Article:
When You Write a Good Thesis Statement, You Build a Great Argument
One of the hardest parts about writing a paper is coming up with a great thesis statement. This is the central component of your paper, and it can make or break your grade.
To write a good thesis statement, you need to be able to construct an argument that will prove a point throughout your paper. It has to be something you can build on, but specific enough that you can narrow down to a focus.
There are many ways you can write a thesis. Here are 5 of the most reliable methods to craft a successful paper and impress your professors.
1. Ask Questions
One easy way to write a thesis statement is to start asking questions about your subject. These questions should spark some curiosity about something to do with the topic, and prompt you to find the answers.
For example, if you’re writing a paper about World War II, you could ask yourself one of the following questions:
●Why was the war so significant to American history?
●What were the economic, social, and political impacts of the war on either the Allies or the Axis powers?
●What are some of the important developments that came out of the war that went on to change the way society functioned in a specific country?
You may have to narrow your questions down to form an argument, but it’s a great way to peak your own interest about the topic and dig deeper for more information.
2. Tailor Your Thesis to the Type of Paper You Are Writing
Every type of paper is different and has a different type of thesis statement to go along with it. Some papers will need a specific, broken down statement that outlines 2 or 3 main arguments to be made within the content. Others will require a brief explanation of how the paper will be organized.
For example, the thesis for an argumentative essay will have a different structure than one you write for a comparative essay. Knowing this information will help you figure out how to write down your points and bring them together to form a concise 1-2 sentence thesis for your paper.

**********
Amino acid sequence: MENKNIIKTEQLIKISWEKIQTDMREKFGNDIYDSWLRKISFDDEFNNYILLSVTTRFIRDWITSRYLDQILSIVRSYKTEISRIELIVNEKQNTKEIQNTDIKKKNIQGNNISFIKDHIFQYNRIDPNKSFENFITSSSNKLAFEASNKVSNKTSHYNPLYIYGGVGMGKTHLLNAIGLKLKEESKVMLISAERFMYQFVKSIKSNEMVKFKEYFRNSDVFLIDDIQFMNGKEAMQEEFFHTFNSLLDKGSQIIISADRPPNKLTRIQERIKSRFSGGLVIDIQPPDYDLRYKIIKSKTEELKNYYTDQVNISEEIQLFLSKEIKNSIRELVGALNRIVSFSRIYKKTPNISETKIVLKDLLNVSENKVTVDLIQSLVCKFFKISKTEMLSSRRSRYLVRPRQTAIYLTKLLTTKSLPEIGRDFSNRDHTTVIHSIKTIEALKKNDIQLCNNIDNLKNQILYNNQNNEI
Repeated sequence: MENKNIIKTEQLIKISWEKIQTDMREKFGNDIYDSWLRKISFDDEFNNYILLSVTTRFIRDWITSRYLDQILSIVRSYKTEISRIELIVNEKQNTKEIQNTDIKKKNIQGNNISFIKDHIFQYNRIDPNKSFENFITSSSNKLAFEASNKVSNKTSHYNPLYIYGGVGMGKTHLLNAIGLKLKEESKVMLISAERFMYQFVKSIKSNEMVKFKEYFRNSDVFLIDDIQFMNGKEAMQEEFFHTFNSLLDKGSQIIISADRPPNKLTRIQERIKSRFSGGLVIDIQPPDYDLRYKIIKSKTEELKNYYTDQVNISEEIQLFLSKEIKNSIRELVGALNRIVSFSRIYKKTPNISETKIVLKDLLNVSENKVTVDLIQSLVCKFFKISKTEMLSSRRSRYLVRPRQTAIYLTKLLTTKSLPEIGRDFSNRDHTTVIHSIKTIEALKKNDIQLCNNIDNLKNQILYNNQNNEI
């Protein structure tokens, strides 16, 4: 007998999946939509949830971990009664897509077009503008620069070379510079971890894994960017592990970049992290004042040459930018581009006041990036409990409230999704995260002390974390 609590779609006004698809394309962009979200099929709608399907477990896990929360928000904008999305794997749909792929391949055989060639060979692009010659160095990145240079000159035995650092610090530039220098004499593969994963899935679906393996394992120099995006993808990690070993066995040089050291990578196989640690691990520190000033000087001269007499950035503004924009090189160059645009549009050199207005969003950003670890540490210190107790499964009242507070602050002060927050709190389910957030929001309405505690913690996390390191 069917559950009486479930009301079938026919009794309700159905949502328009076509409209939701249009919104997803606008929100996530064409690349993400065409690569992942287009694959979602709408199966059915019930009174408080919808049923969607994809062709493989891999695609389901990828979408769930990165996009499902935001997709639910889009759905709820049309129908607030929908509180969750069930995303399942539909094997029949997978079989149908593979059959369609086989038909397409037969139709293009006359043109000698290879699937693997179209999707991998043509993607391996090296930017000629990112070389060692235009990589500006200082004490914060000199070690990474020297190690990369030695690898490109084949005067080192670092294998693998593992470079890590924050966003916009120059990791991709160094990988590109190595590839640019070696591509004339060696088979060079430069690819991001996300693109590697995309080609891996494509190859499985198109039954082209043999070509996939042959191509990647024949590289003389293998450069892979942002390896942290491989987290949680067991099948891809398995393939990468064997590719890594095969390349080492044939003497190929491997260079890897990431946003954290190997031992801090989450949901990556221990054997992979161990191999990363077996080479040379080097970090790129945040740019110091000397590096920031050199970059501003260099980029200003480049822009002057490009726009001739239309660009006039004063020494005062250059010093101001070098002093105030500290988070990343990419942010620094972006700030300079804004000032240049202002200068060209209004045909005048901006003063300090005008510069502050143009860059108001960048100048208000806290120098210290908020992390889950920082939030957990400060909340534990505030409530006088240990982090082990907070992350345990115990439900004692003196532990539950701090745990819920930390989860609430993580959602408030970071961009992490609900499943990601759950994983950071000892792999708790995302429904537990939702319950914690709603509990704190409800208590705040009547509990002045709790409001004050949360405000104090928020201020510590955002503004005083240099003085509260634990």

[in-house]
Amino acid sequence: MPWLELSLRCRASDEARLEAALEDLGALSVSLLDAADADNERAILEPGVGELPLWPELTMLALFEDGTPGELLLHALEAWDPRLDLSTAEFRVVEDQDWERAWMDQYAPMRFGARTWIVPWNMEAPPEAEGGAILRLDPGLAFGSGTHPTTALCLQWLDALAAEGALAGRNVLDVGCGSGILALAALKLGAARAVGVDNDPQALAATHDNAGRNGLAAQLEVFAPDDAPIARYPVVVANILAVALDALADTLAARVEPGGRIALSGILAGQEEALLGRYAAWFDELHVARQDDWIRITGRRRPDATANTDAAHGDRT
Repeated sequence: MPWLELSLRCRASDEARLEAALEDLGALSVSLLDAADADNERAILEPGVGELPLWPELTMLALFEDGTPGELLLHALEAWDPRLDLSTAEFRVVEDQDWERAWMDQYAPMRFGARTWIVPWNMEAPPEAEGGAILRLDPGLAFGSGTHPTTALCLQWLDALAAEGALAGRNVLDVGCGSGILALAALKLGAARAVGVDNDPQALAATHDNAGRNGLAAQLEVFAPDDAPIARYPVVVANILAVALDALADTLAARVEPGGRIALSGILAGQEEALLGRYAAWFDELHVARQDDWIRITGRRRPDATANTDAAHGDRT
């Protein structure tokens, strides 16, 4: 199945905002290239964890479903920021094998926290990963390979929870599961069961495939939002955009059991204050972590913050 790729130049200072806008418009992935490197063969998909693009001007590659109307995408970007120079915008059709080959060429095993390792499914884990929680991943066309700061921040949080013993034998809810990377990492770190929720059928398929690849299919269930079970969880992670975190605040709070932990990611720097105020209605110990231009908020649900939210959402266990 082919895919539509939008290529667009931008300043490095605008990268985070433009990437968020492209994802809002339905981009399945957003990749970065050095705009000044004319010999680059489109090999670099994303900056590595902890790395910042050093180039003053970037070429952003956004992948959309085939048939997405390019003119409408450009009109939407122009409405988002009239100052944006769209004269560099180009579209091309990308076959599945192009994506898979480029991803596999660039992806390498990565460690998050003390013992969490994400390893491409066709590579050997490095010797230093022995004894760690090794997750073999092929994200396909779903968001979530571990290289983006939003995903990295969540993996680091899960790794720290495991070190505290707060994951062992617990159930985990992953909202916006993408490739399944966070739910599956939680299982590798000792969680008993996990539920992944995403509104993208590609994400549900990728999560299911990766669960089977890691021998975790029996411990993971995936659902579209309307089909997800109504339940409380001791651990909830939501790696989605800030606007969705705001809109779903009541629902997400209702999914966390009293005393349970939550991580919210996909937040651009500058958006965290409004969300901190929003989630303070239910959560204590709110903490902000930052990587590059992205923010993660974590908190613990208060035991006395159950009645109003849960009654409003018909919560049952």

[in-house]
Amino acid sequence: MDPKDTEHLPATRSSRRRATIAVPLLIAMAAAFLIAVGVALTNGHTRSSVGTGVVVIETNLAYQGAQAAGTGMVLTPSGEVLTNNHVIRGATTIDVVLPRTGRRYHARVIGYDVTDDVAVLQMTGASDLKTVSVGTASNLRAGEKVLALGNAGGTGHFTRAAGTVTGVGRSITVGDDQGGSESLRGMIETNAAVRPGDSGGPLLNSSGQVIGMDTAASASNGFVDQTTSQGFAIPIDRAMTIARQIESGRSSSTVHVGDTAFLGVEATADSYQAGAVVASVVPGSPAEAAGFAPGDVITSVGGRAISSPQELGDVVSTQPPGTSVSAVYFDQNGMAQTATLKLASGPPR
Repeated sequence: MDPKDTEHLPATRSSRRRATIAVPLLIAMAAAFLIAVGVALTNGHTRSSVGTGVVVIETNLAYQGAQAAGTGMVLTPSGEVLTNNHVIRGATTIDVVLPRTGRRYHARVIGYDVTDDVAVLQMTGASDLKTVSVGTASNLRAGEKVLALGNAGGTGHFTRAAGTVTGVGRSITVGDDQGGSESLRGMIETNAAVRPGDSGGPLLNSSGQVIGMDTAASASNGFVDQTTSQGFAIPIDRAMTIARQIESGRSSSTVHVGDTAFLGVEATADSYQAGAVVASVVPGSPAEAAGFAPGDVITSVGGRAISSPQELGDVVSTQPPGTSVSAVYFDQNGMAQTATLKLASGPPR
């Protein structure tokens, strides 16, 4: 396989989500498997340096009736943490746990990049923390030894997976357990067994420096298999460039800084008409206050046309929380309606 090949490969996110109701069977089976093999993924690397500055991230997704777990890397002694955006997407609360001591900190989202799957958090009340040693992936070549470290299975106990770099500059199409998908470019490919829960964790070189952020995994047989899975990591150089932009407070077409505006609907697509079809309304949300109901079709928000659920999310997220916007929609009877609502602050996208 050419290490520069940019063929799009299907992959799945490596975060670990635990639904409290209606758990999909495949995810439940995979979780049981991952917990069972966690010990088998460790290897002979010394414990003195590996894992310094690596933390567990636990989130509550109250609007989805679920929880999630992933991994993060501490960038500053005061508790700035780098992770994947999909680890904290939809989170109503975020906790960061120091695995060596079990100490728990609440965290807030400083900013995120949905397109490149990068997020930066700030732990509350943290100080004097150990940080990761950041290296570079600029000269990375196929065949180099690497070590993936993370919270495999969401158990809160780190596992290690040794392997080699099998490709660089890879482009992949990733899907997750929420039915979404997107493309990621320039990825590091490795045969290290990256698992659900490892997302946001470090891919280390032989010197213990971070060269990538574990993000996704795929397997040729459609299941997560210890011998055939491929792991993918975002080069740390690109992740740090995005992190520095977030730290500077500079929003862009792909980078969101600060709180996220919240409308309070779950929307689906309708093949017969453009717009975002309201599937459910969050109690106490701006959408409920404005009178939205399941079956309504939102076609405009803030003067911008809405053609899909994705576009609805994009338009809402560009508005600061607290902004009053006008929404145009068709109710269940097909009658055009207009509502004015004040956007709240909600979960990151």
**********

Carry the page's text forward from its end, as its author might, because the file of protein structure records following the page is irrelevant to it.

3. Read Through Your Sources and Develop an Opinion
If you’re ready to sit down and write your paper, chances are you’ve already found at least some of the sources you are going to use. Read them ahead of time and see what those authors are saying. Do you agree with their opinions? Write your ideas and thoughts down about each article you read and see if there are any trends, patterns, or frequent occurrences there.
4. Make a Mind Map
Sometimes it takes a bit of visual representation to really narrow down what you’re trying to say. Make a mind map about your topic and write down everything that comes to your mind that relates to your topic, even in the slightest way.
Once you’re finished, you should have a great word cloud with many keywords that stand out to you. Take some of those terms and do a little bit of research to see what’s out there. Chances are, your arguments will come to you in no time.
5. Pick a Side
The answer to your problems could be as simple as taking a side to an argument about a topic. Start with something broad, and then narrow in on a more specific argument within the scope of that theme. Weigh the arguments on both sides to figure out which one you agree with more, but don’t forget to account for the opposition within your paper.
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Center for Writing Studies. (n.d.) Writers workshop: Writer resources. The University of Illinois. Retrieved from http://www.cws.illinois.edu/workshop/writers/tips/thesis/.
Nordquist, R. (2017). How to write a good thesis statement. ThoughtCo. Retrieved from https://www.thoughtco.com/thesis-statement-composition-1692466.
Tardiff, E. & Brizee, A. (2014). Tips and examples for writing thesis statements. Purdue Online Writing Lab. Retrieved from https://owl.english.purdue.edu/owl/resource/545/01/.Share: